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ruraljuror

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ruraljuror last won the day on September 15 2014

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About ruraljuror

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  1. Not going public enables developers and those in the know an opportunity to buy up some neighboring land to later sell/develop as amenities and infrastructure needs grow if the park is successful.
  2. Nashville Zoo pulls in about a million guests a year on approximately the same acreage as Storyville, and my guess is the zoo operations and maintenance budgets are significantly bigger. Cheekwood pulls in about 400k annual guests on about 1/3rd the acreage. There's clearly a fair amount of demand for outdoor self-guided park experiences with few traditional rides, but to give these numbers some context, even comparable rollercoaster-heavy regional theme parks only pull in 2 to 4 times more guests than the zoo, and the tickets cost twice as much. There are lots of other factors that will come into play as to whether or not this park will ultimately be a success should it come to fruition, but as always, there's a pretty good chance that those who don't like much of what they see in this proposal are simply not in the target demographic and are not expected or frankly intended to be excited about Storyville.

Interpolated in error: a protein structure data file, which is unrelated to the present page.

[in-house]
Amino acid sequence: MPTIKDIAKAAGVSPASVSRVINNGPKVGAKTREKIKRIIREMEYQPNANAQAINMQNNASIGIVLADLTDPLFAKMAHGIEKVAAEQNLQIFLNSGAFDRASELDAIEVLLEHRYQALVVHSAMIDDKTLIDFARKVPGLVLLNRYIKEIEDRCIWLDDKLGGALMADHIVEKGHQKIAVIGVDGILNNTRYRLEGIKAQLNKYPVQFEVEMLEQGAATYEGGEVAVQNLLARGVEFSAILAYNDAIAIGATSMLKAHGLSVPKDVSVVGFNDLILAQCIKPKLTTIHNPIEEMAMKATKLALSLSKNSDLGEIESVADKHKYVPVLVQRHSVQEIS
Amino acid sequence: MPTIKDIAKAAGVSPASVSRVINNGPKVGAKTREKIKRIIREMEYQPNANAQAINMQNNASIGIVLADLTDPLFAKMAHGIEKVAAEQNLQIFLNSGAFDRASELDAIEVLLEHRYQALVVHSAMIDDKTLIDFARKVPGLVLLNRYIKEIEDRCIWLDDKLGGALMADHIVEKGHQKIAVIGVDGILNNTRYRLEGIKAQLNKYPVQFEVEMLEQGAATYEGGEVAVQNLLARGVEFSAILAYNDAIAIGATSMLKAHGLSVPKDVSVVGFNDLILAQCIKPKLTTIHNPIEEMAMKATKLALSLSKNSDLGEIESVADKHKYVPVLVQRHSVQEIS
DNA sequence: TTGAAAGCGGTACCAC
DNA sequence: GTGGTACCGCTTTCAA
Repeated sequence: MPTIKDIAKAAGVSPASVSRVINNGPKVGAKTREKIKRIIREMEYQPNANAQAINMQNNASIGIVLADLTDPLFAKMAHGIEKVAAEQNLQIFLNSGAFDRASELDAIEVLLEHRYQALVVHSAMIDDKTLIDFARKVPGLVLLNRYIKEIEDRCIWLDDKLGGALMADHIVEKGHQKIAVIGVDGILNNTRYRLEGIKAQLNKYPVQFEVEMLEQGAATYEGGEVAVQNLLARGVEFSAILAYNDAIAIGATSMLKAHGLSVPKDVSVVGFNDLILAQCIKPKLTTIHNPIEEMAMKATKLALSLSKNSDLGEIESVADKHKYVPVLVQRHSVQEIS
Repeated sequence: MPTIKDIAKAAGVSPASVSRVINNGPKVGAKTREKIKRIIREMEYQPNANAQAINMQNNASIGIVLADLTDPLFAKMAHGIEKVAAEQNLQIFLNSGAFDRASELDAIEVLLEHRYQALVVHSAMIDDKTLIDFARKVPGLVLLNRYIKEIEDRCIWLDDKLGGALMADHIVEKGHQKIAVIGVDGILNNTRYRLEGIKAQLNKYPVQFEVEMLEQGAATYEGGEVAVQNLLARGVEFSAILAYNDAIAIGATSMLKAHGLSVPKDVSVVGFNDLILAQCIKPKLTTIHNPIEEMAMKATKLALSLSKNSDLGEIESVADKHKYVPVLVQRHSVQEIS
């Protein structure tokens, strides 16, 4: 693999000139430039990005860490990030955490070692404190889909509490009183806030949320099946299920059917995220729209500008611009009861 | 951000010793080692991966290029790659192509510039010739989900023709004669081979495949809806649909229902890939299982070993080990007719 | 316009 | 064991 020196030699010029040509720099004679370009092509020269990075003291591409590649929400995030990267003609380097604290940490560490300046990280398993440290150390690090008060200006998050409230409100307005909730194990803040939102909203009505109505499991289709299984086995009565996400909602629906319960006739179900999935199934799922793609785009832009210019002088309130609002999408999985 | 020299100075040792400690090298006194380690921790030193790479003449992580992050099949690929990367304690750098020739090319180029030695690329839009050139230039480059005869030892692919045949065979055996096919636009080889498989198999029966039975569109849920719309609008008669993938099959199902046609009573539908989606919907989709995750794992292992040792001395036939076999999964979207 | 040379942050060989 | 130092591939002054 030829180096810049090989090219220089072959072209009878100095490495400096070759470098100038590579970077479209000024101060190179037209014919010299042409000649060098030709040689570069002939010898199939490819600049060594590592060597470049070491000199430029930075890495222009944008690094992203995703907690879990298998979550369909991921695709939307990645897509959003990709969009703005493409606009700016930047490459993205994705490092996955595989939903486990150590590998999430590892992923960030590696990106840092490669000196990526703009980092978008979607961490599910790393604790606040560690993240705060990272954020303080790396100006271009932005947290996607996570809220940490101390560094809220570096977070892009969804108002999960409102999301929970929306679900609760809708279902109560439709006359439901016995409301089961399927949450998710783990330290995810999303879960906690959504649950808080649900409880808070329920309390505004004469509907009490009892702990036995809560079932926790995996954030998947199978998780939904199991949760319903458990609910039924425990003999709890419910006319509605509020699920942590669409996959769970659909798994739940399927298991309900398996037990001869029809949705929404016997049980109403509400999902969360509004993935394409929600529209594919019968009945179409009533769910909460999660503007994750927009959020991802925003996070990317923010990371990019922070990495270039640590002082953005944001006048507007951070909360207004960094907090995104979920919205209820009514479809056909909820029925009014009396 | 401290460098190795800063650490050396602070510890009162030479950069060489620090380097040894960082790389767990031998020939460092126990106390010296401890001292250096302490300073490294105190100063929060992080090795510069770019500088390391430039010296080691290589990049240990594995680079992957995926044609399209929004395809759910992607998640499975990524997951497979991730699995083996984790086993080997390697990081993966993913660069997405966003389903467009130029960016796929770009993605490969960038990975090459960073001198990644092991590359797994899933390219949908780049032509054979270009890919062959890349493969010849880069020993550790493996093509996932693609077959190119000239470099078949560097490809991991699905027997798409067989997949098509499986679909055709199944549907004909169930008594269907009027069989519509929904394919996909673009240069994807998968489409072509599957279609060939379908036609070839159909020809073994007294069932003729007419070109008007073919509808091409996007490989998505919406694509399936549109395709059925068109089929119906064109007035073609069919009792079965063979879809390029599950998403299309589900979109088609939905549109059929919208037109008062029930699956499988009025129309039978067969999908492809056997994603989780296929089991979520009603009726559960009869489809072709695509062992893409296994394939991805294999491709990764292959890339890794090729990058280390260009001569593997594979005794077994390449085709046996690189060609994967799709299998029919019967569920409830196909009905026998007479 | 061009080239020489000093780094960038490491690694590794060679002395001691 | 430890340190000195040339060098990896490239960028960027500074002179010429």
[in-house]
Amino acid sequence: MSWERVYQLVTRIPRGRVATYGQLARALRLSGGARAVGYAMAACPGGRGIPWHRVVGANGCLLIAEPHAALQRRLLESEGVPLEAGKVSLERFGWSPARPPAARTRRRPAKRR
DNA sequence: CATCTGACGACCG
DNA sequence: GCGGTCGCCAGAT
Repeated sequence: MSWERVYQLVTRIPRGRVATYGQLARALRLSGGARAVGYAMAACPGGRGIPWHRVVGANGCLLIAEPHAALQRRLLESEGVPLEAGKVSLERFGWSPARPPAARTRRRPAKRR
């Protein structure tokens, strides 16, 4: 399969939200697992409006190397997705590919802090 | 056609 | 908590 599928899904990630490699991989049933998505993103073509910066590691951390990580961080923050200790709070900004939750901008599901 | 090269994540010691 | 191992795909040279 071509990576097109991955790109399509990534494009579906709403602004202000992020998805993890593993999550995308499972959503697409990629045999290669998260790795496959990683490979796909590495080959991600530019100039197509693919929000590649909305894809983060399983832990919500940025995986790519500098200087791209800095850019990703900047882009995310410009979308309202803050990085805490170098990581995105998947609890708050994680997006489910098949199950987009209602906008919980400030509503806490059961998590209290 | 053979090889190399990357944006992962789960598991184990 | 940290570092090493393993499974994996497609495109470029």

3. Are you under the impression that only liberals get abortions? I'd bet that the vast majority of people getting abortions have no particular political affiliation. After that, I'd guess the next largest population of abortion-seekers are those who oppose (or are surrounded by people who oppose) birth control and sex education. I guess we'll find out as we now enter the 'be careful what you wish for' part of this clown show that you seem to be cheering on for some reason.